By Jane Monahan
When Ecuador's left-wing President Rafael Correa drastically increased the state's share of oil revenues in October, and oil minister Galo Chiriboga also announced that contracts with foreign oil companies had to change, industry analysts said the country had gone too far.
Correa's recent electoral win has strengthened his hand
After all, foreign firms currently account for about half of Ecuador's total crude production of more than 500,000 barrels a day (bpd).
And while Petroecuador, the state oil corporation, accounts for the rest, it continues to be plagued by mismanagement and debt, analysts say.
The proposed increase in the government's share of windfall oil profits - those obtained whenever world oil prices exceed those established in existing contracts - was also huge.
The tax went up from 50% of windfall oil profits to 99%.
That would net the government $830m a year more in revenues, assuming world oil prices stay at current levels.
The principal oil companies affected - Spain's Repsol, China's Andes Petroleum, Brazil's state company Petrobras, French-owned Perenco and US-owned City Oriente - were already unhappy.
They objected strongly when the state's share of windfall oil profits was increased for the first time, to 50%, in a law passed in 2006.
But President Correa, who has been in office since January, is coming from a position of strength.
He decreed the oil tax hike within hours of winning a landslide victory in a vote and more than 60% of the seats in a new national assembly, which has started rewriting the country's constitution and forging ahead with his radical agenda.
Mr Correa, a former finance minister who has a PhD in economics, also explained the move in his decree.
He said the government would spend the extra oil money on services, roads and electricity for the poor, which was wildly popular.
Ecuador is Latin America's fifth-biggest oil producer. But World Bank estimates show that some 56% of the country's 13.4 million people live in poverty.
That figure rises to more than 80% for indigenous Ecuadoreans, who are mainly small farmers in mountainous highlands.
Mr Chiriboga and Mr Correa believe justice is on their side
But confronting the foreign oil companies is risky. Take the controversy over changing the oil contracts.
In announcing the change at a recent press conference, Mr Chiriboga said the companies could comply by reducing their levels of participation in existing production-sharing contracts with Petroecuador.
Otherwise, they could switch to new service contracts, where they earn a fixed fee for specific services such as prospecting and production, but the state owns all the oil once it is extracted from the ground.
Mr Chiriboga, whose ministry is now in talks with the oil companies over the latest oil tax increase and the new contracts, said his objective was to find a solution that offered both sides "a reasonable profit".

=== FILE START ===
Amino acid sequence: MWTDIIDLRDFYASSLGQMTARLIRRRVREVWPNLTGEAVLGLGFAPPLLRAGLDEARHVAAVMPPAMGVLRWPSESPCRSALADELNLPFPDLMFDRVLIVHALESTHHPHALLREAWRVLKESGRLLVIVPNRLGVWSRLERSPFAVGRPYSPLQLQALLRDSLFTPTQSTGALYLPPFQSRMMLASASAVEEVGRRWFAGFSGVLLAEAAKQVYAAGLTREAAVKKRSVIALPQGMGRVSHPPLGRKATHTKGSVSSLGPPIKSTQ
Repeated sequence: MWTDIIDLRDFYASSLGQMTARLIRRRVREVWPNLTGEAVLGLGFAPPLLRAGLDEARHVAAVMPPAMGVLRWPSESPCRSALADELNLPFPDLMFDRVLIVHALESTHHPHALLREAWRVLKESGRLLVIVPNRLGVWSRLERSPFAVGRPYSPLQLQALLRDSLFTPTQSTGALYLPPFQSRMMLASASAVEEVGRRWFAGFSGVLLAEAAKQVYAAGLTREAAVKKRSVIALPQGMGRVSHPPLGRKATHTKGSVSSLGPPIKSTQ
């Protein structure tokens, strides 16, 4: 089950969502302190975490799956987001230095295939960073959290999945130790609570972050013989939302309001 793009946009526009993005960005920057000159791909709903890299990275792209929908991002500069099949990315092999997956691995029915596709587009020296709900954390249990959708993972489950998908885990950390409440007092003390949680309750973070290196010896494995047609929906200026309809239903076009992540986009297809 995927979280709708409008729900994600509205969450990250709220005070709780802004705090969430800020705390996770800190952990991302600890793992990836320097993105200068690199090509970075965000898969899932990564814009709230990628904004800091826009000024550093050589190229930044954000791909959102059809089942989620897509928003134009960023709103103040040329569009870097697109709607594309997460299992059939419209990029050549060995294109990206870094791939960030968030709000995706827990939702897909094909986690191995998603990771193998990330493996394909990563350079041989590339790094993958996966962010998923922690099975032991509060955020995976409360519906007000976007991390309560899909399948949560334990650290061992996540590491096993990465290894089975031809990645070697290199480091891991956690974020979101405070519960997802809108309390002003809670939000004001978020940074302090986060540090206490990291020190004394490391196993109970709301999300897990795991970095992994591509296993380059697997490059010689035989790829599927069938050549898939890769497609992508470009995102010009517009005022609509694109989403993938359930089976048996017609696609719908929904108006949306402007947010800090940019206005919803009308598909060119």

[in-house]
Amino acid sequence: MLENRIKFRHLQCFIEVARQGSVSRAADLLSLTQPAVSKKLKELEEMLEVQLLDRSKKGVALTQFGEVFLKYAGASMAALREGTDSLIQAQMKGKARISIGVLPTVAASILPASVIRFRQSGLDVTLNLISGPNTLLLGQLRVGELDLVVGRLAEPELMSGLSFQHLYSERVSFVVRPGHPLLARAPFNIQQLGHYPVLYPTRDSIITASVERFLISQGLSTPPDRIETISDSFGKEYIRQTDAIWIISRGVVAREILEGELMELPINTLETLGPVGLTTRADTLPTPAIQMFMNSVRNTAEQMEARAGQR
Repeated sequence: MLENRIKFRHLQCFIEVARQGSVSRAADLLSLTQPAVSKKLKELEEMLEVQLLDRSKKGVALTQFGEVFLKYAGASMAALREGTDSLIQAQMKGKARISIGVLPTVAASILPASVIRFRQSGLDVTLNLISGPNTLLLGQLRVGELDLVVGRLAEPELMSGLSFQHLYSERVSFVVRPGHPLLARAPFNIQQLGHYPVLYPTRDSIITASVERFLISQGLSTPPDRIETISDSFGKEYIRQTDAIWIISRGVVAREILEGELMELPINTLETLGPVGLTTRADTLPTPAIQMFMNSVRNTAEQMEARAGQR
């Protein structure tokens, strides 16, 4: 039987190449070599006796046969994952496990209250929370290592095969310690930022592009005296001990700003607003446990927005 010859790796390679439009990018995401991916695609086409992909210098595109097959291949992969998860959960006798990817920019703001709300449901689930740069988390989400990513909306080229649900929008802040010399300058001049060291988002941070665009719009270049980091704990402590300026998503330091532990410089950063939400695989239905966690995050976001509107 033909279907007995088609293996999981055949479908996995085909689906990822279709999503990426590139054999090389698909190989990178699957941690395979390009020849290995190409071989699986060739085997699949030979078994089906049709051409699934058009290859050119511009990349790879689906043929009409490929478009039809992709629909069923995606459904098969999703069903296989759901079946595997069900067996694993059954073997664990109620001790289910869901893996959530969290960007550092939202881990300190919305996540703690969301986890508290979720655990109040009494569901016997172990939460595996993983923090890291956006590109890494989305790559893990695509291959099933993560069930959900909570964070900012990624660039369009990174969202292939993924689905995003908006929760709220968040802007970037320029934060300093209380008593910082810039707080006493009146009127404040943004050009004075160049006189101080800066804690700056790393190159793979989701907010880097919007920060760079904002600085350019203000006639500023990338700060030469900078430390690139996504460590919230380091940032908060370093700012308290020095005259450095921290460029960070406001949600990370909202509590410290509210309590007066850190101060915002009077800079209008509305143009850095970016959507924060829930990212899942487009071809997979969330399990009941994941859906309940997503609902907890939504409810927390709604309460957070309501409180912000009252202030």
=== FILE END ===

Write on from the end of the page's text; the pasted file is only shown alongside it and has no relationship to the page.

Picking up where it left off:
But Simon Pachano, a professor at the Latin American University of Social Sciences in Quito, Ecuador's capital, says that in either case, "there will be much less incentive for the companies to increase exploratory work and production, or to invest in machinery."
As a result, because Ecuador's oil industry accounts for 40% of the country's exports and more than a third of government revenues, there is a risk that the nation's economy may suffer, if investment and production in the oil sector declines.
There is also a risk of litigation, as shown by the US's City Oriente, the smallest of the principal oil firms in Ecuador with only a 3,000 bpd output.
It won a favourable ruling in November from the World Bank's International Centre for the Settlement of Investment Disputes over the first oil tax increase approved last year.
Ecuador's Constitutional Assembly has already begun its work
And Antonio Brufau, chief executive of Repsol, the biggest oil multinational now in Ecuador, with a 65,000 bpd output, referred to Mr Correa's new oil tax hike at a meeting in Chile in November, saying: "This [measure] to us is one that does not allow us to operate within a reasonable corporate environment."
Complicating matters further, Mr Correa's repudiation of the current oil contracts is not just about foreign oil companies, but also the previous Ecuadorean governments, run by conservative political elites, that agreed to them.
"The contracts have not benefited Ecuador. The problem is also the previous governments. This is widely recognised, " Mr Pachano says.
Mr Correa is an ally of Venezuela's President Hugo Chavez - and, like him, is not shy about using colourful rhetoric on occasions.
He maintains justice is on his side. Most of the existing oil contracts were agreed when international oil prices averaged $24 a barrel, before they started rising in 2003.
But, said Mr Correa at a press conference during a state visit to China in November, Ecuador was still receiving just $3 to $4 in taxes from oil sales, even though the price of crude has risen to about $90 a barrel.
"These are the extraordinary benefits that the investors haven't done anything specific to receive. The benefits should go to the owner of the resources," Mr Correa declared - in other words, the citizens of Ecuador.